My Grandmother {Who I am For Ever Quoting}said when she was a child the body was brought to that persons home or a friends house. The women would clean and dress the body and the men would gather outside and build the coffin for the decease. The funeral was usually the next day after the death. The reason for such a quick burial was that in those days, not many were embalmed. To Costly at that day and time. Louisiana is one state that still today, you are not required to embalmed a body, if you bury the body with in 24 hours.
Another thing I just remember . I had never heard of a nursing home or as some say an old folks home. In our families, the older person lived by themselves and if it got to the point were they could not take care of themselves they moved in with some family member or friend. Most everyone had a family church also. The church family played just as a big a role in ones life as their real family played.
We were very blessed when we were kids, we had not only a radio, but also a black and white TV. It was mostly used for news and a few programs we watched. One that comes to mind is ever Sunday night we always watch Wonderful World Of Disney. Daniel Boone, Tarzan and Old Yellower are just a couple of the movies that I remember seeing on T.V. then.
Growing up around so many family members and family friends that loved to tell outlandish stories and pull all kinds of pranks on one another, is most likely that that is the very reason I have loved comedy since I was a child. My favorite show at that time was the "RED SKELTON" show. He was my favorite.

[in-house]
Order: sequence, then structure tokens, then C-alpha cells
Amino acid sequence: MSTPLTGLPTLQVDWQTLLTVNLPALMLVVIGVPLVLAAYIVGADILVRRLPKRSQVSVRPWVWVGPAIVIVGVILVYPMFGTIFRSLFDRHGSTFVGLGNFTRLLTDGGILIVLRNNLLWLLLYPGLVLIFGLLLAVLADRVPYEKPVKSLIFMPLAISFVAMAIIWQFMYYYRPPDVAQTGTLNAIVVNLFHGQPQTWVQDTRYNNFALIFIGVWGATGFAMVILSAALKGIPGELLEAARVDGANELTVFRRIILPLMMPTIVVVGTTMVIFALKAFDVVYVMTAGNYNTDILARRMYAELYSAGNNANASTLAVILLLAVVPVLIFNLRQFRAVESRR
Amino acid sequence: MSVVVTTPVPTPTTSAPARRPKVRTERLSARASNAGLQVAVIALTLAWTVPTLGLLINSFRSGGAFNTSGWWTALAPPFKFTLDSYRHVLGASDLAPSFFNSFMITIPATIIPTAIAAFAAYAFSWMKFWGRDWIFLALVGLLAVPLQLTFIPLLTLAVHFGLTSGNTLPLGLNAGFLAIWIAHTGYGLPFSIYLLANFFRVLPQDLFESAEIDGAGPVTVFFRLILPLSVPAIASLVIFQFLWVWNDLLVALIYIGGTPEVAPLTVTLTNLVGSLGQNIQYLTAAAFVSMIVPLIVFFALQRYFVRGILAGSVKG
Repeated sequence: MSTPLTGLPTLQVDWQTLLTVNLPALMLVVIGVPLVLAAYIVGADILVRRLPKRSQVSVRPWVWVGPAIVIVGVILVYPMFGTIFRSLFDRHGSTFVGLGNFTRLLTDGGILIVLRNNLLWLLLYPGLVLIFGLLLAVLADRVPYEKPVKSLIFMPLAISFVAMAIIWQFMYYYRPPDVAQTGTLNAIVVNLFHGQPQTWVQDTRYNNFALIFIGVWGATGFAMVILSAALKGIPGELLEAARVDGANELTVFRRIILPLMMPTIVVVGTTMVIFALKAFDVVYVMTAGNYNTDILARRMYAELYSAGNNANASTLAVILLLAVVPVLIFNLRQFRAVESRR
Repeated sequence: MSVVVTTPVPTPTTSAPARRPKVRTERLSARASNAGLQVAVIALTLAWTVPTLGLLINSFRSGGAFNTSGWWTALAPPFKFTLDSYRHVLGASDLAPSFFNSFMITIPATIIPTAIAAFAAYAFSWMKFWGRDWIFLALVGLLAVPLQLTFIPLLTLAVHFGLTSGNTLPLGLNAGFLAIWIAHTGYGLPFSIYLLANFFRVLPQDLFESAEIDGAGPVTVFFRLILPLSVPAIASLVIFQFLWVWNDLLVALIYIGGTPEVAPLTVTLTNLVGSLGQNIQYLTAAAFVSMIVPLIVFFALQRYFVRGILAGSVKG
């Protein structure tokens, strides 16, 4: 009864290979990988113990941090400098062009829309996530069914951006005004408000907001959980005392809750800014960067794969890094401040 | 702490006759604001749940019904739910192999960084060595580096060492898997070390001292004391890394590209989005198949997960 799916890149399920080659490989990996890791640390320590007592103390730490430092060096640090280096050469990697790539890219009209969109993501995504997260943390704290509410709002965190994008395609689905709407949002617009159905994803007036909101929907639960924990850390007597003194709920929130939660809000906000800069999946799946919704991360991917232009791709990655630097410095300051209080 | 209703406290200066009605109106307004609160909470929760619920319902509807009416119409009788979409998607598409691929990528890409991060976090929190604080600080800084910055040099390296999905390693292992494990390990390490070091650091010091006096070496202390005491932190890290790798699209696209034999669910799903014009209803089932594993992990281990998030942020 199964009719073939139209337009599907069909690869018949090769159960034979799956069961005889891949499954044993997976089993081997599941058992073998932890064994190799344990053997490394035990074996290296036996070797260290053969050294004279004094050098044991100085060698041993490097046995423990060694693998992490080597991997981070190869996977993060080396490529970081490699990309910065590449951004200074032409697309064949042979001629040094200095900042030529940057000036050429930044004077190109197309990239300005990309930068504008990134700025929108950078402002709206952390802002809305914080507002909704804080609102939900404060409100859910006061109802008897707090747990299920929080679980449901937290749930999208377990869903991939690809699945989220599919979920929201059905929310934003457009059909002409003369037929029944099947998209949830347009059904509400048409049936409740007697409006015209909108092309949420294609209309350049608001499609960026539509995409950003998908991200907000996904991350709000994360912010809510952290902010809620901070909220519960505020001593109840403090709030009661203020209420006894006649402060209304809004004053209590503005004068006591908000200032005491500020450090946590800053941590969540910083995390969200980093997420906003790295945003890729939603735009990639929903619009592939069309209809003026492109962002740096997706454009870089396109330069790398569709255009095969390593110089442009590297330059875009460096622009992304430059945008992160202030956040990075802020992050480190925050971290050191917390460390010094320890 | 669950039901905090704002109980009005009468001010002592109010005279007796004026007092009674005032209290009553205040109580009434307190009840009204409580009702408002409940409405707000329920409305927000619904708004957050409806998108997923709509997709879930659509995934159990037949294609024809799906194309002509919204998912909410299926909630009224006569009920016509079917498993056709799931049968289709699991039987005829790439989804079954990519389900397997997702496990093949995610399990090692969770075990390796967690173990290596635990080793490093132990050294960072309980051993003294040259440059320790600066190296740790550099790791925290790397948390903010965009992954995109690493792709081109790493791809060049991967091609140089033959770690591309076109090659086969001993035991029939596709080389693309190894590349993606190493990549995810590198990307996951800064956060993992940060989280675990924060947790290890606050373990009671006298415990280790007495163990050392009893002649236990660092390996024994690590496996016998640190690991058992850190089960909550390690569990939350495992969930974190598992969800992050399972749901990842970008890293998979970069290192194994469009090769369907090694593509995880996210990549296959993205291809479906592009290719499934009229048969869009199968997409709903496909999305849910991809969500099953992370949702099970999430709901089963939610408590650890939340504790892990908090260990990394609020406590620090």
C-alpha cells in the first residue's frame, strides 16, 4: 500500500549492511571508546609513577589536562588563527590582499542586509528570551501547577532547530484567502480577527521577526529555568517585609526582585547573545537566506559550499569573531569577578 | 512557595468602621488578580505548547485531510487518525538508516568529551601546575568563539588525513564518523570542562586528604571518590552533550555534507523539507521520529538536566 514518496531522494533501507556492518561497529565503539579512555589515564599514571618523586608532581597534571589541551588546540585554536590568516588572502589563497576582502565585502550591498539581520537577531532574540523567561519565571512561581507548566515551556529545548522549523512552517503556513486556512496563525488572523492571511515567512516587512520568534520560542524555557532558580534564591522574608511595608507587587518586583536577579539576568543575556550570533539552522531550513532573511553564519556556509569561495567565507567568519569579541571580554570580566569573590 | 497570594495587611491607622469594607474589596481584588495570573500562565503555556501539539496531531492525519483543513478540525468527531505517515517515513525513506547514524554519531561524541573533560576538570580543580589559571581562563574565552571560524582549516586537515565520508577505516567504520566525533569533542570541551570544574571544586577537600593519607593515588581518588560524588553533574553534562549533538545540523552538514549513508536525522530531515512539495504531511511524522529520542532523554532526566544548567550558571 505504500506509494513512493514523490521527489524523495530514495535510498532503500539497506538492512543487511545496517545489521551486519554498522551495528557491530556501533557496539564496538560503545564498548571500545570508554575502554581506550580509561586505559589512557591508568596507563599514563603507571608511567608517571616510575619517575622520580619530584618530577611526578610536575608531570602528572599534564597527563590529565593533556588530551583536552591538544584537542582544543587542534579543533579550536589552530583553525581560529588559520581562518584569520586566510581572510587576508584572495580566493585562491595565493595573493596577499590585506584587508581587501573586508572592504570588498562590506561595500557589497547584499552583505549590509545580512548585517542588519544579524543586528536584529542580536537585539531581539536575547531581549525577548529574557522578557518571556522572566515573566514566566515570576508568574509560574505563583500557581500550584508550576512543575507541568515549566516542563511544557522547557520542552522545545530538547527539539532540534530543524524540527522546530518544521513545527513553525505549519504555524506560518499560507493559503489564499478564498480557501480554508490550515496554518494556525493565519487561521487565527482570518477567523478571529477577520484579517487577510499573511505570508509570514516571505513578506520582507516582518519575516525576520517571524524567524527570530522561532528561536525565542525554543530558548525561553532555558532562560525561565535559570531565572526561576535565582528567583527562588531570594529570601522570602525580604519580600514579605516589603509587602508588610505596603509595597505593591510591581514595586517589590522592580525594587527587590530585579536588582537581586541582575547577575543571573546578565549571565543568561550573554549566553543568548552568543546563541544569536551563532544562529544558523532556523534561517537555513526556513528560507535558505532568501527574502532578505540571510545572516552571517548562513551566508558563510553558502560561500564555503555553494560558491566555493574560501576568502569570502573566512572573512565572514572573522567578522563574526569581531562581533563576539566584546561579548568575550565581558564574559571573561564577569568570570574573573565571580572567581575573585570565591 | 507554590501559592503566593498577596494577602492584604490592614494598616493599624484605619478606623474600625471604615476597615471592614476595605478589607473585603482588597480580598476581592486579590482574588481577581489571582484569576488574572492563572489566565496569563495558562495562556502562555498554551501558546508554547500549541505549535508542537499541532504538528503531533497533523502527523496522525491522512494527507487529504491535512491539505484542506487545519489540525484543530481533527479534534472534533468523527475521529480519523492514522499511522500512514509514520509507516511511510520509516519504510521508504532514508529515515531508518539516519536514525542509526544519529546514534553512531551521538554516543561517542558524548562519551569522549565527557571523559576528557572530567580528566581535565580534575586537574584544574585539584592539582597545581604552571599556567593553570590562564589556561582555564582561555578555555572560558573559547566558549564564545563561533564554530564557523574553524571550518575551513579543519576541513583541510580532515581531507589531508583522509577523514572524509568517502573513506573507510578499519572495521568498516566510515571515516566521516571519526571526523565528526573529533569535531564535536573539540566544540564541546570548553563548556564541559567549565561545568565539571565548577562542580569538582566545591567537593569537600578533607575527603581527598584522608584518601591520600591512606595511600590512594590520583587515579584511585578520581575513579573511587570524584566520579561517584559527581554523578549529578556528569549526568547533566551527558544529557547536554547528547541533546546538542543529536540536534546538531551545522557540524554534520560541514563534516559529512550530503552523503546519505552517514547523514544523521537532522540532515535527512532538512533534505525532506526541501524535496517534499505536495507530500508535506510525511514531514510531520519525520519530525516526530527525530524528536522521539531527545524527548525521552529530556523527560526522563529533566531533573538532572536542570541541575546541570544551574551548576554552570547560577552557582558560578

When company came, it didn't matter if it was during the day or evening. If that TV was on and company came up. The first thing that took place, is the TV was cut off. Second, coffee was put on. Third, the house was cleaned in about 25 sec. hhaa It is amazing where you can shove and slide most anything when you saw company coming.
When folks visited the women and girls stayed in the house and did what they do best "Talk" . The men and boys usually sat on the porch or in the yard under a big old oak tree. They talk about what was happen in the neighborhood, who was sick, just what cow was missing and due a calf. When that happen, we had our BOTLO issued {Be On The Look Out}, just like the cops of today do. It just happen that ours was an animal.
This is where I got most of my stories about the older people. By keeping my mouth shut and listening and remembering these stories these men would tell. People are always asking me, How on earth are you able to know and remember as much as you do about these people and those stories? I tell them, when I was around these older folks, I kept my mouth shut and listen to them telling these old stories. Being that young and amazed at what they were talking about, my young mind was like a sponge. I soaked every thing up those people had to tell.
This is a good lesson still, for the younger crowd. You learn much more from listening than you do talking.

No comments: